Recently I was working on an application that required WebView to be embedded in the same View Controller along with other native iOS controls. I decided to use the above framework, but knew that my ViewController class will have to extend WebViewController class of the framework. Though I could have done that, I thought separating the functionality of UIWebViewDelegate from the WebViewController would be a better design. So I replaced WebViewController with WebViewDelegate which implements UIWebViewDelegate protocol. I also removed getInitialPageName method from WebViewInterface.h . So here are the files in the new framework –
To explain how to use this framework, I will take a simple example where a ViewController contains mix of native controls and a WebView (BTW, because delegate functionality is separated from the ViewController, you can now have multiple Web Views in the same View Controller and can still use the framework). Let’s create a ViewController that has a text box and a button (native controls) and a WebView.
The WebView contains a combo box. There is no native combo box control in the Cocoa library, so this example might be useful to you if you want to create a combo box and don’t mind if it is created using HTML.
This is how the storyboard for this app looks like. Text box, add button and WebView are native iOS controls. Combo box is HTML control displayed in the WebView.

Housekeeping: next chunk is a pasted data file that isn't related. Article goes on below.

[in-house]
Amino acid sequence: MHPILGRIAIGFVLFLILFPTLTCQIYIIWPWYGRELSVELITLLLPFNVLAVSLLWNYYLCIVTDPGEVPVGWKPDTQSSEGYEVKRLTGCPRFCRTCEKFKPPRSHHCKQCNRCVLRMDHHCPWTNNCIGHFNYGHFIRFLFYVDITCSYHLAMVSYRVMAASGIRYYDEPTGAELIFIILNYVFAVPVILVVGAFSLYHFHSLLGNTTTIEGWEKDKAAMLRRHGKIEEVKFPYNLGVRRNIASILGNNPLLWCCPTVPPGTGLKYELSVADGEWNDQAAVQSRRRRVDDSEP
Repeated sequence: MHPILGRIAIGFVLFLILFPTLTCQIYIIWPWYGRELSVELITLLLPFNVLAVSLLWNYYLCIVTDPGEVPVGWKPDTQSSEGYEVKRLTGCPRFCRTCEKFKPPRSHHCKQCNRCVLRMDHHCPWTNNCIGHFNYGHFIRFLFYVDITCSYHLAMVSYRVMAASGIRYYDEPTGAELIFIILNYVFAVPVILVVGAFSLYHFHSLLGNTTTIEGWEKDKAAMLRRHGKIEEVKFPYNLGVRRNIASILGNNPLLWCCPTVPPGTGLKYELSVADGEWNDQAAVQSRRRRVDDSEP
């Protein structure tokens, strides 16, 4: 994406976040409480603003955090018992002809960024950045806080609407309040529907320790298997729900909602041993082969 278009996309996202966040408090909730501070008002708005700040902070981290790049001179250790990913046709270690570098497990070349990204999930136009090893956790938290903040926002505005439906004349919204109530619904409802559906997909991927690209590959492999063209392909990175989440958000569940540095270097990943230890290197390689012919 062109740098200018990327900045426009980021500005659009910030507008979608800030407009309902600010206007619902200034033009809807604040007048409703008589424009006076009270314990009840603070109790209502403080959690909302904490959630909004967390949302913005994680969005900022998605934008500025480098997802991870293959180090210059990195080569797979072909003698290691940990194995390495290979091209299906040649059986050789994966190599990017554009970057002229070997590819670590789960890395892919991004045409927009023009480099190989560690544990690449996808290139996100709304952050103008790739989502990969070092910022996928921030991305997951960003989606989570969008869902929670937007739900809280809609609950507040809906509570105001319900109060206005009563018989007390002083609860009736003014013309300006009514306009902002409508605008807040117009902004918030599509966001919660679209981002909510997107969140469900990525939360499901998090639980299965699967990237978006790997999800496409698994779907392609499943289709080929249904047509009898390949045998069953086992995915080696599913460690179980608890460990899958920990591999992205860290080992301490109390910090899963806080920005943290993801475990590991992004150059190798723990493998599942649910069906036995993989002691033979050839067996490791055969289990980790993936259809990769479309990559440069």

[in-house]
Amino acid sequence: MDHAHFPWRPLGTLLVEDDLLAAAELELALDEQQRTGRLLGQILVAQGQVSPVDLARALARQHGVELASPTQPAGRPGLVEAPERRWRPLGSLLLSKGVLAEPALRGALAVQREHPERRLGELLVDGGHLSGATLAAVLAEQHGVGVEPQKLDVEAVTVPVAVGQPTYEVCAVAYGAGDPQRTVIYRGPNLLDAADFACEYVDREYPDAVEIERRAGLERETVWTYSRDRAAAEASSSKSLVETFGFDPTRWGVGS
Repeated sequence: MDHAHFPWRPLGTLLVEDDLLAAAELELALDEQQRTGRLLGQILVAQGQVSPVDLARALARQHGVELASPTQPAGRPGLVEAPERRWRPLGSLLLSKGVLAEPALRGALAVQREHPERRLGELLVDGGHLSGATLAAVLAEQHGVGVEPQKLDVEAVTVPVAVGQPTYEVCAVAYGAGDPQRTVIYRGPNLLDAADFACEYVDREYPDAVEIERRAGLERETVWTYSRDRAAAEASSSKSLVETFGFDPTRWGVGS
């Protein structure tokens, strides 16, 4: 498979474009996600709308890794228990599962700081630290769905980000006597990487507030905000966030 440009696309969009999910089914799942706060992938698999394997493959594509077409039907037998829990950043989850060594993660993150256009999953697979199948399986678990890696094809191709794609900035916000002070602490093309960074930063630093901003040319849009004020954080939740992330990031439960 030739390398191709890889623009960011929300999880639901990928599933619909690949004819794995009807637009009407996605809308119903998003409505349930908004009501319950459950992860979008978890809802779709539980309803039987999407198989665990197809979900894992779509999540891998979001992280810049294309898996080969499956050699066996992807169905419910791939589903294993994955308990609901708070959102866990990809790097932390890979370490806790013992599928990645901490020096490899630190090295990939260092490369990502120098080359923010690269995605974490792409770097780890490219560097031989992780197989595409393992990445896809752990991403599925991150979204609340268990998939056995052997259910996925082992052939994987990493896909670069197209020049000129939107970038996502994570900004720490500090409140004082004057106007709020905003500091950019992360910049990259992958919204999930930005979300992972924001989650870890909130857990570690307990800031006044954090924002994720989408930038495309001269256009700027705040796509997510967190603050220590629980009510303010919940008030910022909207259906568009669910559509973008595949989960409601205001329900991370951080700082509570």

I created a ViewController class for the above view and called it RKMainViewController.
So unlike the previous framework, this class does not extend WebViewController. It extends UIViewController and implements WebViewInterface protocol of the framework. I have also created an outlet for the web view.
In the implementation of this class (RKMainViewController.m), I first declare local property (for WebViewDelegate) , action for ‘Add’ button and outlet for text box.
Of course, you need to connect outlet and action to controls in the storyboard. In the viewLoad function of this class, I create a new instance of WebViewDelegate, disable scrolling on it and load index.html from www folder –
I am returning two hard-coded list items in response to the call to loadList function. The result is returned as JSON string.
Action handler for ‘Add’ button gets text from the text box and calls JS function ‘addToList’.
Text to be added is passed in a dictionary, with key ‘newListItem’.
Now, let’s look at index.html. JS code in this file calls loadList function to populate the combo list and declares ‘addToList’ JS function, which is called from the native code, as shown in the code snippet above.
Notice that calliOSFunction (declared in iosBridge.js) is called from onReady function, which is called when the HTML body is loaded. The first argument to ‘calliOSFunction’ is the name of native function to call (in this case ‘loadList’). The second argument is array of arguments to be passed to the native function and the last argument is callback function that the native code will call when result is ready.
Result is passed as JSON string to the callback function handler. So we first parse the string and create a JS object. In this case we know that result is an array of strings. So we iterate over the list and add items to the combo box.
‘addToList’ function is called from the native code and takes JS object with the key-value pair. Expected key name is ‘newListItem’ and value is string to be added to the list.
In summary, this framework has a couple of advantages over the one I had created earlier, at the same time provides all the same functionality.
- Your view controller class need not extend the framework’s view controller class.
- It can support multiple web views in the same view controller.
You can download entire source code for the above demo application from here. The project is created with Xcode 5.0.